Generative art and NFTs have been a hot topic in the art world in recent years, with the value of generative art being subjective and varying depending on the artist and the specific piece. Understanding and appreciating generative art involves considering the process, looking for patterns and variations, thinking about the relationship between the artist and the algorithm, considering the concept, and being open-minded.
Generative art fits well with the NFT. Here’s why
The market for NFTs in the art world has grown rapidly in recent years, and it is expected to continue to expand in the future. After launching my book NFT: From Zero to Hero, I have given many talks and held several AMA (Ask Me Anything) sessions. One topic that came up frequently during these sessions was the topic of generative art and NFTs. Specifically, many people have asked about the definition of generative art, the value behind these NFTs, their longevity, and how we can appreciate this form of art. In this statement, I will do my best to provide answers to these questions.
Generative art is a form of art that is created using algorithms and computer programs. It is an art form that is created using mathematical rules and procedures rather than being made by the artist’s hand. The computer generates the artwork, and the artist’s role is to create the rules and parameters that the computer uses to generate the final piece.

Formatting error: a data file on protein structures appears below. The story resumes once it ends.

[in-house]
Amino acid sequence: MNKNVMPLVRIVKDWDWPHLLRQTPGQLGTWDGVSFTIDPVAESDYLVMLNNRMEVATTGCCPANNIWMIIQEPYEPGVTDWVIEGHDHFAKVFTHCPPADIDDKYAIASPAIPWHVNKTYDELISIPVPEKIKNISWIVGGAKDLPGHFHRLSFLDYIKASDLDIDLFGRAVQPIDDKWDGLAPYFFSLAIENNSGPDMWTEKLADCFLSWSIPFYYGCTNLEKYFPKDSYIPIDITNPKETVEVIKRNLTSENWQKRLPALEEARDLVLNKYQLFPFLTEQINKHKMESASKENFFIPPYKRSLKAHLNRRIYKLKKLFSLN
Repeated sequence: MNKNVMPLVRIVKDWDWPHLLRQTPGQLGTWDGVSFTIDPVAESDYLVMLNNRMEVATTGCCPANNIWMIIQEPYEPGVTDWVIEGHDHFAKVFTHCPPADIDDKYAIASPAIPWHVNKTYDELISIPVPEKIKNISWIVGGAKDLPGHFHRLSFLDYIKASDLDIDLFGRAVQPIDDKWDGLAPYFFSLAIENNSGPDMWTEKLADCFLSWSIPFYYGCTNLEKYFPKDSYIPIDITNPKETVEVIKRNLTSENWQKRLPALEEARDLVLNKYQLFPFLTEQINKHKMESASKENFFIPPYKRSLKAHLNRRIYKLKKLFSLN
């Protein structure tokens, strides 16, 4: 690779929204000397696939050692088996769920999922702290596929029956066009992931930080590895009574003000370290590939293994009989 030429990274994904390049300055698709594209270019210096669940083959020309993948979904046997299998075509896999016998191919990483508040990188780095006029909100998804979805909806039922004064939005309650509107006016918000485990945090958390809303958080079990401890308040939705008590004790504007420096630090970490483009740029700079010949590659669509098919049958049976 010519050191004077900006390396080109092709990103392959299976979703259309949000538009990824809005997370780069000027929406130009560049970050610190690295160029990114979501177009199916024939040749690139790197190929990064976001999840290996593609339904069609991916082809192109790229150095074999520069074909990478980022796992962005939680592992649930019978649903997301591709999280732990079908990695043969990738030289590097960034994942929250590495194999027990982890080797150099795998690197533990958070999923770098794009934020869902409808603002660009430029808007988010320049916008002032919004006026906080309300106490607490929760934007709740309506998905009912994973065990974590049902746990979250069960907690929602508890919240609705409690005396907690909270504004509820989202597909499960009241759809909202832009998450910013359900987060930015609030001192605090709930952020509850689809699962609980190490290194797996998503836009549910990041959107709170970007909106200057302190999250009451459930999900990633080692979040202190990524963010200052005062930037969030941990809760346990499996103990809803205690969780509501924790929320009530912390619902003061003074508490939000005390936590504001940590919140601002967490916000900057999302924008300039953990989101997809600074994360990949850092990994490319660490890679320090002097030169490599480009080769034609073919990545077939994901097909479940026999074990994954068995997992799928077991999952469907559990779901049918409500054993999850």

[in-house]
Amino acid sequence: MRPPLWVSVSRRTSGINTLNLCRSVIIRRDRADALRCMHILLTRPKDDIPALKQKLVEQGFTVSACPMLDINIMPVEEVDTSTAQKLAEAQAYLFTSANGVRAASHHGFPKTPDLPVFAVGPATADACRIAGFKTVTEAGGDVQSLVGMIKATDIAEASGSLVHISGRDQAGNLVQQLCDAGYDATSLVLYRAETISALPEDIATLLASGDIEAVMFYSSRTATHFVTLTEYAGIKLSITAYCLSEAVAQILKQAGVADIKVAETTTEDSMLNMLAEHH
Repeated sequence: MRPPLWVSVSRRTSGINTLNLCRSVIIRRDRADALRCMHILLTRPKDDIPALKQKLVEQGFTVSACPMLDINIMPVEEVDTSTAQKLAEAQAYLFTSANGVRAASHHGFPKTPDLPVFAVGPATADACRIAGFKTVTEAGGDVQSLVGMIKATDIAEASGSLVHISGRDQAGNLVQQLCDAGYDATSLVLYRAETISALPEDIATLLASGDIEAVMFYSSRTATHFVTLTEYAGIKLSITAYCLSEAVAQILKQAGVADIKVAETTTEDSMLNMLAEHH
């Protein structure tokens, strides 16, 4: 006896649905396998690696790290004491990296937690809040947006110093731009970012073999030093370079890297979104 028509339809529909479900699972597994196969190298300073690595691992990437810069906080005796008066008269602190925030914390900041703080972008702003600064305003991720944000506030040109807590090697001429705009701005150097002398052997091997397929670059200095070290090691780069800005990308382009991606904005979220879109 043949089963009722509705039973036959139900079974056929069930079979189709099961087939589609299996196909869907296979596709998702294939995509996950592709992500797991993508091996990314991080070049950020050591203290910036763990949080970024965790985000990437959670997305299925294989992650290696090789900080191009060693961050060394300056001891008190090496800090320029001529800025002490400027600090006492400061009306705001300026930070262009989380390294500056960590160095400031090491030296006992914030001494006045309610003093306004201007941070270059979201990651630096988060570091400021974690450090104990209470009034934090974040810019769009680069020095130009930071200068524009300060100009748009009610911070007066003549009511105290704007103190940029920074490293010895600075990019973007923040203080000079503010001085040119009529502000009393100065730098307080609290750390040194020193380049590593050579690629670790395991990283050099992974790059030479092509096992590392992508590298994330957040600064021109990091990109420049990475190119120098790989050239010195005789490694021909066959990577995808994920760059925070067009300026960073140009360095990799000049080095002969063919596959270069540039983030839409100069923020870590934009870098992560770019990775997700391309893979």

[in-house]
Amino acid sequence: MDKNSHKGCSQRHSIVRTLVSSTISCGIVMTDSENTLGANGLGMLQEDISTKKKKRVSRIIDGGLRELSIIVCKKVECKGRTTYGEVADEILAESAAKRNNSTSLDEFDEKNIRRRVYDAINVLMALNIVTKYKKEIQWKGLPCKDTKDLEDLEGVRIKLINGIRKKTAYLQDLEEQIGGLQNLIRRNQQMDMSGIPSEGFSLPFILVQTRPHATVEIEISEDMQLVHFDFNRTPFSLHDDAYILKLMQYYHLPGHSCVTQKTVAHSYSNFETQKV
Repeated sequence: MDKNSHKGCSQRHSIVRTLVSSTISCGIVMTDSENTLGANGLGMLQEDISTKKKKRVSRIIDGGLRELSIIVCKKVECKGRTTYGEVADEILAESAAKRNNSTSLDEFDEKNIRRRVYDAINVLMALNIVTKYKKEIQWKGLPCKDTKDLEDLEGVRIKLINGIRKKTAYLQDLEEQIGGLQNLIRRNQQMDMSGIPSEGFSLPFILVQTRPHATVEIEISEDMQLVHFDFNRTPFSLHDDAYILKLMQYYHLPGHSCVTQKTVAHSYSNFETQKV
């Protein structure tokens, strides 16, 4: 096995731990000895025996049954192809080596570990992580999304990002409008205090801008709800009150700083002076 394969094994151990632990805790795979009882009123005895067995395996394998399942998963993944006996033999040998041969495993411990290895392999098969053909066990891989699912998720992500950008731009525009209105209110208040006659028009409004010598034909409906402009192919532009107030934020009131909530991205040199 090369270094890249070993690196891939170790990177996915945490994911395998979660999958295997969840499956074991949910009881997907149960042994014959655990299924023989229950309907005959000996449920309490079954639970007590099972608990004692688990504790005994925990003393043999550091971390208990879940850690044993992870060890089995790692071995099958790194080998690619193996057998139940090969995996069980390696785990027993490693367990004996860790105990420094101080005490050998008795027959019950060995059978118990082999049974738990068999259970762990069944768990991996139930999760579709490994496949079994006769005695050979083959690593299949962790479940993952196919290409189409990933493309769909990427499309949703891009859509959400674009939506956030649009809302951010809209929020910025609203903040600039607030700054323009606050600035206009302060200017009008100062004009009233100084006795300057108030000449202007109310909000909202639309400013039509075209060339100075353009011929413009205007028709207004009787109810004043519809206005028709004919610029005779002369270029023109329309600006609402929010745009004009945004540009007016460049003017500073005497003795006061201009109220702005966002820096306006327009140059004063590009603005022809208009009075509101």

Understanding generative art
Appreciating generative art can be similar to enjoying other forms of art, but there are also some unique aspects to consider. Some people might find it visually appealing or thought-provoking, while others might find it challenging or confusing. The value of generative art, like any other form of art, is subjective and can depend on many factors, such as the artist’s intent, the complexity of the algorithm used, the uniqueness of the piece, and the social or historical context in which it was created. Here are a few tips for approaching and understanding generative art:
Consider the process: Generative art is created using algorithms and computer programs, so it can be interesting to think about the process that was used to create the artwork. What parameters and rules were set by the artist? How does the algorithm determine the final output?
Look for patterns and variations: Because generative art is created using a set of rules, there may be repeating patterns or variations within the piece. Observing these patterns and variations can provide insight into how the artwork was created.
Think about the relationship between the artist and the algorithm: Unlike traditional art, where the artist has complete control over the final output, the artist in generative art is also a programmer, so the relationship between the artist and the algorithm that creates the artwork is unique, consider how the artist influences the algorithm and how the algorithm influences the final result.
Consider the concept: As with any art, the idea behind generative art is also essential. What themes or ideas are being explored? What is the artist trying to communicate through the use of algorithms and computer programs?
Be open-minded: Generative art can be very different from traditional art forms, so it can be helpful to approach it with an open mind and be willing to consider new perspectives.